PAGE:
Connections in the Time of Coronavirus
Global stories of caring and compassion.
We asked the Cornell community to share inspiring stories at the beginning of the COVID-19 pandemic. We received meaningful stories that demonstrated the power of human connection, even in a time of social distancing.
Stories have been preserved as part of the University Archives.
As this pandemic rages on, it’s easy for some to feel lonely or isolated.
Like more than half of Weill Cornell Medicine’s Class of 2020, Dr. Kevin Ackerman chose to graduate early to be of service to New York City’s health care system during the COVID-19 pandemic.
As a college senior with an interest in infectious diseases, Dalton Price ’20 said it was completely obvious he would help fight the COVID-19 pandemic, especially when Cornell switched to virtual instruction and he headed home to Florida. Since leaving campus, Price has spent about 25 hours per week–even while wrapping up exams and projects–working with the Florida Department of Health in Volusia County to track cases and educate people about the virus.
As the need for protective face masks grew, Indira White knew she could use her love for sewing for good. As the Einaudi Center’s front office coordinator, she gave her masks a unique twist. “Most of the materials used to make these face masks came from Zambia and Ghana,” said Indira. Her friend and colleague—Jackie Sayegh, program manager of the Institute for African Development—visits Africa often and brings back fabric for Indira from each visit.
For several weeks, nearly 1,200 seedlings grew in rows of paper cups covering the surfaces of Margaret Frank’s backyard greenhouse. As an assistant professor of plant biology in Cornell’s College of Agriculture and Life Sciences, Frank is used to working with dozens of tomato plants in her on-campus lab. These potted plants, however, were destined for another experiment.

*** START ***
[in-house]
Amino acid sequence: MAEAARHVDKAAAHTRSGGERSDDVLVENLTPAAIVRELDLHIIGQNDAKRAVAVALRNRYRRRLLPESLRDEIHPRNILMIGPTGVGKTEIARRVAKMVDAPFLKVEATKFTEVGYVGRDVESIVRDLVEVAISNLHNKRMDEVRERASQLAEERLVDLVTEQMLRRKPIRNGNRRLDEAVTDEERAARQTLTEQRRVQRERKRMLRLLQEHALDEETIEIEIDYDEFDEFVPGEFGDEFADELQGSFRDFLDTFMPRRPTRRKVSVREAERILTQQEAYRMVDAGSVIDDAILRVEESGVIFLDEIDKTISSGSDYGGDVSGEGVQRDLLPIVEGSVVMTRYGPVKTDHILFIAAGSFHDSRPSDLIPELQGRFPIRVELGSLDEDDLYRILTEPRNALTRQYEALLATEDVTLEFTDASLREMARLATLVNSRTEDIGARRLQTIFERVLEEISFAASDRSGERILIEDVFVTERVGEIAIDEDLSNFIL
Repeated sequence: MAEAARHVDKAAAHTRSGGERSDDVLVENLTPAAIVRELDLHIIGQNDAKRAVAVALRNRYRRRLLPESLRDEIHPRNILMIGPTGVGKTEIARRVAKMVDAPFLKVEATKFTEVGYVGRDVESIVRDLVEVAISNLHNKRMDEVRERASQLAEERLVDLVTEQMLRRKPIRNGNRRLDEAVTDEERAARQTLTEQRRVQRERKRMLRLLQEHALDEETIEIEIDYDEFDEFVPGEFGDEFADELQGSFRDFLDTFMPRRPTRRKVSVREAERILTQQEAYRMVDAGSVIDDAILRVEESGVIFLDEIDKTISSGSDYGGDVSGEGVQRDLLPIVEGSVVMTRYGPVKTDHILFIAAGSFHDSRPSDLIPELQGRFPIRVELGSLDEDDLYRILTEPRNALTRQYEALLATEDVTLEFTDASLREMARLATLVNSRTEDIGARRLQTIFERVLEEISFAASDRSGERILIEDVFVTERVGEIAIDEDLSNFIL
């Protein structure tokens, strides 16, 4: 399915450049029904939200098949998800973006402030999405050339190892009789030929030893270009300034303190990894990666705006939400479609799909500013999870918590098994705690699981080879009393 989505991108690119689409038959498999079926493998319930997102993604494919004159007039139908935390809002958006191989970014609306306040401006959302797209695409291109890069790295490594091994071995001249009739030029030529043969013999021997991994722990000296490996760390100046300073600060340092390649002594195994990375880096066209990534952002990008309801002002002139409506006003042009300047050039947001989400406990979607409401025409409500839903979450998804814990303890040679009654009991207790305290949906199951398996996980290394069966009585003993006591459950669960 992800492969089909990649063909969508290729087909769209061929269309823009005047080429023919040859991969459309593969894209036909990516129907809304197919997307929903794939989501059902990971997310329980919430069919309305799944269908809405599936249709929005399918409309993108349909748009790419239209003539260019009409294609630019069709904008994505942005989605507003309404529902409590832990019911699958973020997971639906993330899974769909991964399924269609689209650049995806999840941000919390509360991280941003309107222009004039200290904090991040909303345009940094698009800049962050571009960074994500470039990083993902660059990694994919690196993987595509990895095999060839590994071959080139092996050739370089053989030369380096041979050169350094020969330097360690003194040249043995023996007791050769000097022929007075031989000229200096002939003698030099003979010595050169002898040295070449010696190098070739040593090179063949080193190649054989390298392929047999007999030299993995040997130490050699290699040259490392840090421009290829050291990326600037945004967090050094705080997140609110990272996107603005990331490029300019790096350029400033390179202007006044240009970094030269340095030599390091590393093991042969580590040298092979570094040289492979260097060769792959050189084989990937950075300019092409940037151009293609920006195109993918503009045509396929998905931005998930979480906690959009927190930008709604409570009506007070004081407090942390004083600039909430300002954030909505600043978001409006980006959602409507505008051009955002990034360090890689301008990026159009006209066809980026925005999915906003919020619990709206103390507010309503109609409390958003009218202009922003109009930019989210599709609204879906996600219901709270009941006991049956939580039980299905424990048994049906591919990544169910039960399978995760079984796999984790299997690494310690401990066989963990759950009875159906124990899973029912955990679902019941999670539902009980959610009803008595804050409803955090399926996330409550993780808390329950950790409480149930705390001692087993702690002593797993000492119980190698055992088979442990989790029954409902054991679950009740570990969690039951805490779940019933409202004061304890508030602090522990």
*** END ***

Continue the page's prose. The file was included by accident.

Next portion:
Raven Schwam-Curtis ’20 was still confronted with financial and emotional disruption when the pandemic forced Cornell to abruptly suspend classes in mid-March. Raven bid rushed goodbyes to friends and mentors, packed all her belongings into a handful of boxes, and boarded a nearly empty flight home to Houston–incurring significant unexpected expenses.
For families in western and central New York hurt by severe economic conditions brought on by the coronavirus pandemic, relief is on the way–in the form of fresh, cold milk, delivered to local food banks. The milk donations are courtesy of the Dairy Farmers of America (DFA) cooperative in Syracuse; the Cornell Dairy processing plant in Stocking Hall; and 155 lactating cows at the Teaching Dairy Barn, part of Cornell’s College of Veterinary Medicine.
By March 13, it seemed clear that the COVID-19 pandemic would force Loaves and Fishes of Tompkins County to shut its doors to the public. Thanks to careful planning, three days later the community kitchen had ramped up to continue its free meal service to the needy–now packaged to go. Within a month, the number of meals provided had more than doubled, from 450 to almost 1,100 per week.
Dr. John Clarke started writing rap songs when he was eight years old and never stopped. Though he pursued a career in medicine rather than music, Clarke—director of occupational medicine at Cornell Health—still writes, produces, and performs rap music on health-related topics.